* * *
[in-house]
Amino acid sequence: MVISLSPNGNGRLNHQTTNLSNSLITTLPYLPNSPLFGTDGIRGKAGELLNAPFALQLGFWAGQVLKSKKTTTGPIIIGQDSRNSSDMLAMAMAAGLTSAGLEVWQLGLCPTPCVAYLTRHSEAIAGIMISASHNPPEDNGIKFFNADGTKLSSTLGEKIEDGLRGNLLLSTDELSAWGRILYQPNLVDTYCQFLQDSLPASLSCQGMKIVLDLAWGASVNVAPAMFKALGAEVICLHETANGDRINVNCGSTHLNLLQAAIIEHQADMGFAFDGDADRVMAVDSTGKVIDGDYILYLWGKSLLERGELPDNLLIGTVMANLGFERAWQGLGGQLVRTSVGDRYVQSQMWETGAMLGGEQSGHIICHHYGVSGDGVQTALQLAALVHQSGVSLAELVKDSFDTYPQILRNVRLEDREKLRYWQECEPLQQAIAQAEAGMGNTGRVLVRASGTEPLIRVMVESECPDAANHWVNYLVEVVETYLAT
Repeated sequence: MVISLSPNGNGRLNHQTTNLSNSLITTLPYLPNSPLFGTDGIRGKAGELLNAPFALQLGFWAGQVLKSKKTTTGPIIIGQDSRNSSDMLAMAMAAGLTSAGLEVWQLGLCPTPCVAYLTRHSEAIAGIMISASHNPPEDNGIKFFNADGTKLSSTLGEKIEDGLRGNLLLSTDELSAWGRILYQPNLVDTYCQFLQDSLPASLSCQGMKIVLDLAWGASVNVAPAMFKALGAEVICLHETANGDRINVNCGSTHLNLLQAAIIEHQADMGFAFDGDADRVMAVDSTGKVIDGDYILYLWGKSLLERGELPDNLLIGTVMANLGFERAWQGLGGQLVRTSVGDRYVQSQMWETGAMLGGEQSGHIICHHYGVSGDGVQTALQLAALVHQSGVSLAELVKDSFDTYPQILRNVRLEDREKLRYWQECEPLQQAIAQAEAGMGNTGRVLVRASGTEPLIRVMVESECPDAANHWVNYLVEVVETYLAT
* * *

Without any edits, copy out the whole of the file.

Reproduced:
[in-house]
Amino acid sequence: MVISLSPNGNGRLNHQTTNLSNSLITTLPYLPNSPLFGTDGIRGKAGELLNAPFALQLGFWAGQVLKSKKTTTGPIIIGQDSRNSSDMLAMAMAAGLTSAGLEVWQLGLCPTPCVAYLTRHSEAIAGIMISASHNPPEDNGIKFFNADGTKLSSTLGEKIEDGLRGNLLLSTDELSAWGRILYQPNLVDTYCQFLQDSLPASLSCQGMKIVLDLAWGASVNVAPAMFKALGAEVICLHETANGDRINVNCGSTHLNLLQAAIIEHQADMGFAFDGDADRVMAVDSTGKVIDGDYILYLWGKSLLERGELPDNLLIGTVMANLGFERAWQGLGGQLVRTSVGDRYVQSQMWETGAMLGGEQSGHIICHHYGVSGDGVQTALQLAALVHQSGVSLAELVKDSFDTYPQILRNVRLEDREKLRYWQECEPLQQAIAQAEAGMGNTGRVLVRASGTEPLIRVMVESECPDAANHWVNYLVEVVETYLAT
Repeated sequence: MVISLSPNGNGRLNHQTTNLSNSLITTLPYLPNSPLFGTDGIRGKAGELLNAPFALQLGFWAGQVLKSKKTTTGPIIIGQDSRNSSDMLAMAMAAGLTSAGLEVWQLGLCPTPCVAYLTRHSEAIAGIMISASHNPPEDNGIKFFNADGTKLSSTLGEKIEDGLRGNLLLSTDELSAWGRILYQPNLVDTYCQFLQDSLPASLSCQGMKIVLDLAWGASVNVAPAMFKALGAEVICLHETANGDRINVNCGSTHLNLLQAAIIEHQADMGFAFDGDADRVMAVDSTGKVIDGDYILYLWGKSLLERGELPDNLLIGTVMANLGFERAWQGLGGQLVRTSVGDRYVQSQMWETGAMLGGEQSGHIICHHYGVSGDGVQTALQLAALVHQSGVSLAELVKDSFDTYPQILRNVRLEDREKLRYWQECEPLQQAIAQAEAGMGNTGRVLVRASGTEPLIRVMVESECPDAANHWVNYLVEVVETYLAT